By Shinichi Saoshiro
TOKYO (Reuters) - Japan is set to declare on Friday that its tsunami-stricken Fukushima nuclear power plant has reached cold shutdown, passing a key milestone in efforts to bring under control the world's worst nuclear accident since Chernobyl 25 years ago.
The Fukushima Daiichi plant, 240 km (150 miles) northeast of Tokyo, was wrecked on March 11 by a huge earthquake and a 10-metre-high (33-ft-high) tsunami, which knocked out its cooling systems, triggering meltdowns and radiation leaks.
Prime Minister Yoshihiko Noda is expected to announce the accomplishment of one of the government's top goals at a news conference at 0900 GMT, though he may also warn that it will take decades to fully dismantle Fukushima's six reactors.
A cold shutdown is when water used to cool nuclear fuel rods remains below its boiling point, preventing the fuel from reheating. One of the chief aims of the plant's operator, Tokyo Electric Power (Tepco), had been to bring the reactors to cold shutdown by the year-end.
After months of efforts, the water temperature in all three of the affected reactors fell below boiling point by September, but Tepco has been cautious of declaring a cold shutdown, saying it had to see if temperatures and the amount of radiation emitted from the plant remained stable.
Declaring a cold shutdown will have repercussions well beyond the plant: it is a government pre-condition before it allows about 80,000 residents evacuated from within a 20 km (12 mile) radius of the plant to return home.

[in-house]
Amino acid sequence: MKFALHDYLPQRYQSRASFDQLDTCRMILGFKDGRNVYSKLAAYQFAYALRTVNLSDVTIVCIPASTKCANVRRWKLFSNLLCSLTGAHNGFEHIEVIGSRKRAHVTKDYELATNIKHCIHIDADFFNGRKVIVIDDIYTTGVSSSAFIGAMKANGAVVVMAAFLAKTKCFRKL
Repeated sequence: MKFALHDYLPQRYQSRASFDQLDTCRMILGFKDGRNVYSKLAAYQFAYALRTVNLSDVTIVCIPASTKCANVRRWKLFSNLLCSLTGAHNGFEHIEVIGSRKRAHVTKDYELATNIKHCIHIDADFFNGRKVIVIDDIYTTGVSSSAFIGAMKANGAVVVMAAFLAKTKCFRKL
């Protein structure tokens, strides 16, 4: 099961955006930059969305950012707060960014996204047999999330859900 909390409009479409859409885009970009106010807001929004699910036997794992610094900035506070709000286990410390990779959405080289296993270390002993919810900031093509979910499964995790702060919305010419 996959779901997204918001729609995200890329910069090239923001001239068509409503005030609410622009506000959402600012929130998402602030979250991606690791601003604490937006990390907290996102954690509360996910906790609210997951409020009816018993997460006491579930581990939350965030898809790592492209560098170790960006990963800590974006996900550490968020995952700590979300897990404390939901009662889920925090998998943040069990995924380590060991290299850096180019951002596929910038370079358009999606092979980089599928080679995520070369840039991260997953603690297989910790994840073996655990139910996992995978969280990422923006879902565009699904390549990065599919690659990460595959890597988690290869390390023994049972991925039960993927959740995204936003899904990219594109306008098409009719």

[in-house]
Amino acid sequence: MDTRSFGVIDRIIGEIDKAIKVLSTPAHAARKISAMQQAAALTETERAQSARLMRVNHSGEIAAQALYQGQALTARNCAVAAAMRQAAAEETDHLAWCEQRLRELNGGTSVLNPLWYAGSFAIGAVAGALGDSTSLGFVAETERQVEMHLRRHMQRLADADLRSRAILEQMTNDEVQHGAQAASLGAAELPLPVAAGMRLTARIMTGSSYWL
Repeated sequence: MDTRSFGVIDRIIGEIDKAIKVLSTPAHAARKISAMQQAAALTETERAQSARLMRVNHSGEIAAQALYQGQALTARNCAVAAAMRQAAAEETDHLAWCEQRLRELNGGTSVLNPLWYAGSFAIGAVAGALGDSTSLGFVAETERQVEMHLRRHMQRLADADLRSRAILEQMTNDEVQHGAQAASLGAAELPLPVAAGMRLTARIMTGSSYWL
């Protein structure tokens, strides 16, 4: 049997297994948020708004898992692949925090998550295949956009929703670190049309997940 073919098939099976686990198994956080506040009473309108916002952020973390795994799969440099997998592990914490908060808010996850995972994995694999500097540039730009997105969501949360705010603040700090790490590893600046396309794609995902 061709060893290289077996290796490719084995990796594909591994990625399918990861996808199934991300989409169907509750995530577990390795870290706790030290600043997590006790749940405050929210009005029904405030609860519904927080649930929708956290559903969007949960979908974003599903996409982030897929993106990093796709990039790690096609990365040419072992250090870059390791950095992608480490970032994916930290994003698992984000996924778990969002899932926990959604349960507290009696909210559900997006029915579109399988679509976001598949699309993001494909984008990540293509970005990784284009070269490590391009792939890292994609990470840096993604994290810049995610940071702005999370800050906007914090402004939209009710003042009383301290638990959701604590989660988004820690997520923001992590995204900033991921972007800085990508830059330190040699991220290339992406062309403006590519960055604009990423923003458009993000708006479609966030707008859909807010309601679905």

Tepco said early in the crisis that it did not plan to entomb the damaged Daiichi reactors in concrete, the option chosen at Ukraine's Chernobyl where reactors caught fire and burned for days. Instead, it favored the gradual removal of the nuclear fuel for storage elsewhere.
The government and Tepco will aim to begin removing the undamaged nuclear rods from Daiichi's spent fuel pools as early as next year. However, retrieval of fuel that melted down in their reactors may not begin for another decade, with the complete dismantling of the plant expected to take up to 40 years, domestic media reported on Thursday.
The enormous cost of the cleanup and compensating the victims of the disaster has drained Tepco financially. The government may inject about $13 billion into the company as early as next summer in a de facto nationalization, sources told Reuters last week.
Japan also faces a massive cleanup task outside the plant if residents are to be allowed to go home. The environment ministry says about 2,400 square km (930 square miles) of land around the plant may need to be decontaminated, an area roughly the size of Luxembourg.
The crisis shook the public's faith in nuclear energy and Japan is now reviewing its earlier plan to raise the proportion of electricity generated from nuclear power to 50 percent by 2030 from 30 percent in 2010.
Japan may not immediately walk away from nuclear power, but few doubt that nuclear power would play a lesser role in future.
Living in fear of radiation is part of life for residents both near and far from the plant. Cases of excessive radiation in vegetables, tea, milk, seafood and water have stoked anxiety despite assurances from public officials that the levels detected are not dangerous.
Chernobyl's experience shows that anxiety is likely to persist for years to come, with residents living near the former Soviet plant still regularly checking local produce for radiation before consuming them 25 years after the disaster.
The announcement may not dramatically improve Noda's support ratings, eroded by his steadfast commitment to a sales tax hike to cope with a public debt burden twice the size of Japan's economy. Noda is also faced with a formidable list of other tasks, such as helping a stagnant economy deal with the yen's rise to historic highs.
(Editing by Tomasz Janowski and Mark Bendeich)